I usually veer away from post-apocalyptic fiction; reading about bleak futures and humankind's seemingly inevitable descent into gritty, animal cruelty just leaves me depressed. I'm so glad that I gave Station Eleven a chance, because unlike so many post-apocalyptic novels, it's full of hope. At the heart of this book is the assertion that art — of all kinds — is what allows us to connect to one another, and the conviction that in times of trouble, art and connection are more important than ever. Mandel's borrowed Star Trek quote says it best: "Survival is insufficient." Recommended By Madeline S., Powells.com
An unusual take on the evolving genre of postapocalyptic fiction, Station Eleven describes the end of the world through the eyes of thespians. The power of storytelling is explored through Shakespeare's plays and St. John Mandel brilliantly describes the power of the stage even when the world is crumbling around us. Recommended By Alex Y., Powells.com
Synopses & Reviews
A National Book Award Finalist
A PEN/Faulkner Award Finalist
Kirsten Raymonde will never forget the night Arthur Leander, the famous Hollywood actor, had a heart attack on stage during a production of King Lear. That was the night when a devastating flu pandemic arrived in the city, and within weeks, civilization as we know it came to an end.
Twenty years later, Kirsten moves between the settlements of the altered world with a small troupe of actors and musicians. They call themselves The Traveling Symphony, and they have dedicated themselves to keeping the remnants of art and humanity alive. But when they arrive in St. Deborah by the Water, they encounter a violent prophet who will threaten the tiny band's existence. And as the story takes off, moving back and forth in time, and vividly depicting life before and after the pandemic, the strange twist of fate that connects them all will be revealed.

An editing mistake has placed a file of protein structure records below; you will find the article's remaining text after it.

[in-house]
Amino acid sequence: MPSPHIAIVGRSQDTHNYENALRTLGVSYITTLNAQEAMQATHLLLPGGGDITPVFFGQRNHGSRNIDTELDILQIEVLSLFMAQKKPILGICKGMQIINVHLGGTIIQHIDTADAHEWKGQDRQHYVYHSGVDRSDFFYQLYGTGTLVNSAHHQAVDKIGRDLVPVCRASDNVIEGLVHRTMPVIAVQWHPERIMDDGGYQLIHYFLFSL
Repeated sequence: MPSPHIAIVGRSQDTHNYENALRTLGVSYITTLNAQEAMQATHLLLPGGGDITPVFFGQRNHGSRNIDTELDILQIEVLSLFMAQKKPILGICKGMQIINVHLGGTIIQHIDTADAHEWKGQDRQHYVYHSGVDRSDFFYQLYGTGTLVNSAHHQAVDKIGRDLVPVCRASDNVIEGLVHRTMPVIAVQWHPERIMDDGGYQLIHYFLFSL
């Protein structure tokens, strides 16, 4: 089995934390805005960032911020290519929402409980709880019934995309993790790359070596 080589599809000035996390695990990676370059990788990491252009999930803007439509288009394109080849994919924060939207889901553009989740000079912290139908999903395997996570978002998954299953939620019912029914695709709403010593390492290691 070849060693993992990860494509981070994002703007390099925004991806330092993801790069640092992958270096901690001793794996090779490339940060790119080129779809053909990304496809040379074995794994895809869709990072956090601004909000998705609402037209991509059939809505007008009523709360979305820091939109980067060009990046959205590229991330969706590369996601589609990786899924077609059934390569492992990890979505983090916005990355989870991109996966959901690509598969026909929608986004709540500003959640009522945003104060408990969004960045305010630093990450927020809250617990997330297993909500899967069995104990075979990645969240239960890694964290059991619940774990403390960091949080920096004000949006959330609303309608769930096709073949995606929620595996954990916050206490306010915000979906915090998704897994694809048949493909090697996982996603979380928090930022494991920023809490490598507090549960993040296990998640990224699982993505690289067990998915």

"A superb novel...[that] leaves us not fearful for the end of the word but appreciative of the grace of everyday existence." San Francisco Chronicle
"Deeply melancholy, but beautifully written, and wonderfully elegiac....A book that I will long remember, and return to."
George R. R. Martin
"Darkly lyrical....A truly haunting book, one that is hard to put down." The Seattle Times
"Mandel delivers a beautifully observed walk through her book's 21st century world....I kept putting the book down, looking around me, and thinking, 'Everything is a miracle.'" Matt Thompson, NPR
"Think of Cormac McCarthy seesawing with Joan Didion....Magnetic." Kirkus (starred)
"It's hard to imagine a novel more perfectly suited, in both form and content, to this literary moment. Station Eleven, if we were to talk about it in our usual way, would seem like a book that combines high culture and low culture — 'literary fiction' and 'genre fiction.' But those categories aren't really adequate to describe the book." The New Yorker
"Audacious....A book about gratitude, about life right now, if we can live to look back on it." Minneapolis Star-Tribune
"A surprisingly beautiful story of human relationships amid devastation." The Washington Post
"Soul-quaking....Mandel displays the impressive skill of evoking both terror and empathy." Los Angeles Review of Books
About the Author
Emily St. John Mandel was born in British Columbia, Canada. Her most recent novel, Station Eleven, was a finalist for a 2014 National Book Award and a New York Times bestseller. Her previous novels were Last Night in Montreal, The Singer's Gun, and The Lola Quartet. She is a staff writer for The Millions, and her work has appeared in numerous anthologies, including The Best American Mystery Stories 2013 and Venice Noir. She lives in New York City with her husband.